May 23, 2024  
2023-2024 Catalog 
    
2023-2024 Catalog
Add to Portfolio (opens a new window)

CS 132 - C++ Data Structures

Credits: 5
A continuation of CS& 131 . Uses C++ data structure to illustrate concepts in computer science. Students organize and write C++ language computer programs to obtain the solutions to assigned problems. Emphasizes use of common data structures, abstract data types, inheritance, modularity, encapsulation, and recursion. Students learn to understand, design and implement medium-sized programs.

Enrollment Requirement: CS& 131  and MATH& 151  with grades of 2.5 or higher.

Satisfies Requirement: Natural Science
Course Fee: $25.00

Course Outcomes:
Students who successfully complete this class will be able to:

  1. Design and solve algorithms using the C++ standard template library, including stacks, queues, sets, maps (tables), extendable arrays.
  2. Organize data in memory by the use of pointers and dynamic data static allocation vs. stack allocation vs. heap allocation and describe the differences.
  3. Describe the concept of recursion and implement, test, and debug simple recursive functions and procedures.
  4. Implement, describe, and contract simple data structure representations such as linked lists and binary trees.
  5. Analyze algorithms using Big-0 notation in comparison of common implementations of sorting algorithms.
  6. Implement user-defined data structures and expand them into fully featured objects.
  7. Implement overloaded class operators on user-defined data structures, and incorporate them into standard libraries.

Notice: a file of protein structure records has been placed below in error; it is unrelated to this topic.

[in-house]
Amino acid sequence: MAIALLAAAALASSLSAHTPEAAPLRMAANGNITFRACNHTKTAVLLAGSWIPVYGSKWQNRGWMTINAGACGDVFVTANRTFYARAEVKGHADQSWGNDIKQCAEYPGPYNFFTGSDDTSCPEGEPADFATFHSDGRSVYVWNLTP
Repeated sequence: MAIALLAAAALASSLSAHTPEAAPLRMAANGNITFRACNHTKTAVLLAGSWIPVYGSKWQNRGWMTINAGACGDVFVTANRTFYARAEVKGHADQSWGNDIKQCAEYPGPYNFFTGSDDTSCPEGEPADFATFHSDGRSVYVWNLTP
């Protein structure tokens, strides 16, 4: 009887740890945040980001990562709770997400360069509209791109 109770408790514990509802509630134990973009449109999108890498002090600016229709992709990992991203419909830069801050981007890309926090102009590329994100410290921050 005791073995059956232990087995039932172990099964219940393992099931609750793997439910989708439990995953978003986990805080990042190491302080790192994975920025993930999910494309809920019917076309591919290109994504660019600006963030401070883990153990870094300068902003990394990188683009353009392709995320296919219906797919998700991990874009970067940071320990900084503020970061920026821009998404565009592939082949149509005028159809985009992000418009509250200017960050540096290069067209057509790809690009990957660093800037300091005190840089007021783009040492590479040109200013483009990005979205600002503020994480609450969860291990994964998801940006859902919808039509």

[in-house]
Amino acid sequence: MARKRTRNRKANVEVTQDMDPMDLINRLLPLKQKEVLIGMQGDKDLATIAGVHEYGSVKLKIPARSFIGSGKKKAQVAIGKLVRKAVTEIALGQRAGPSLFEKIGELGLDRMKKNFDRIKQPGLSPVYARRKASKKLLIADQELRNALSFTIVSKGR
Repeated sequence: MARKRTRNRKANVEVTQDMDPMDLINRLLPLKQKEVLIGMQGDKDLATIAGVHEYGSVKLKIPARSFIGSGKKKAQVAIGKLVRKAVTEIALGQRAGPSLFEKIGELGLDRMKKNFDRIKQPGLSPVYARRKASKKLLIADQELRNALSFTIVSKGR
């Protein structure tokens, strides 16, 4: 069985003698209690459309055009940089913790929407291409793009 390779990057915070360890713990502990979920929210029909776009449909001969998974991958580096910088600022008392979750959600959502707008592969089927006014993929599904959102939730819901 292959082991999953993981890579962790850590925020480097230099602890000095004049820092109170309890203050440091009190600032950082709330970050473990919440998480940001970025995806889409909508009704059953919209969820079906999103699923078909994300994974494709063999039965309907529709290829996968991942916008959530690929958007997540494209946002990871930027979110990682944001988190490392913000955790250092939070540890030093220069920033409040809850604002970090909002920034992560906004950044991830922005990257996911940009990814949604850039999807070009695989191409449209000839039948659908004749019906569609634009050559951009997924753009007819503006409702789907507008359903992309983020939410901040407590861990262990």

Program Outcomes
  1. Provide detailed and accurate descriptions of various physical systems.
  2. Solve multi-step problems in physical analysis.
  3. Identify pertinent elements of physical systems and problems.
  4. Design meaningful experiments and clearly report their conclusions.
  5. Interpret scientific data including the results of experiments designed by others.
  6. Apply mathematical tools to the solution of complex problems.
  7. Use electronic and numerical instruments as tools for investigation and analysis.


College-wide Outcomes
  • Critical Thinking - Critical thinking finds expression in all disciplines and everyday life. It is characterized by an ability to reflect upon thinking patterns, including the role of emotions on thoughts, and to rigorously assess the quality of thought through its work products. Critical thinkers routinely evaluate thinking processes and alter them, as necessary, to facilitate an improvement in their thinking and potentially foster certain dispositions or intellectual traits over time.
  • Quantitative and Symbolic Reasoning - Quantitative Reasoning encompasses abilities necessary for a student to become literate in today’s technological world. Quantitative reasoning begins with basic skills and extends to problem solving.



Add to Portfolio (opens a new window)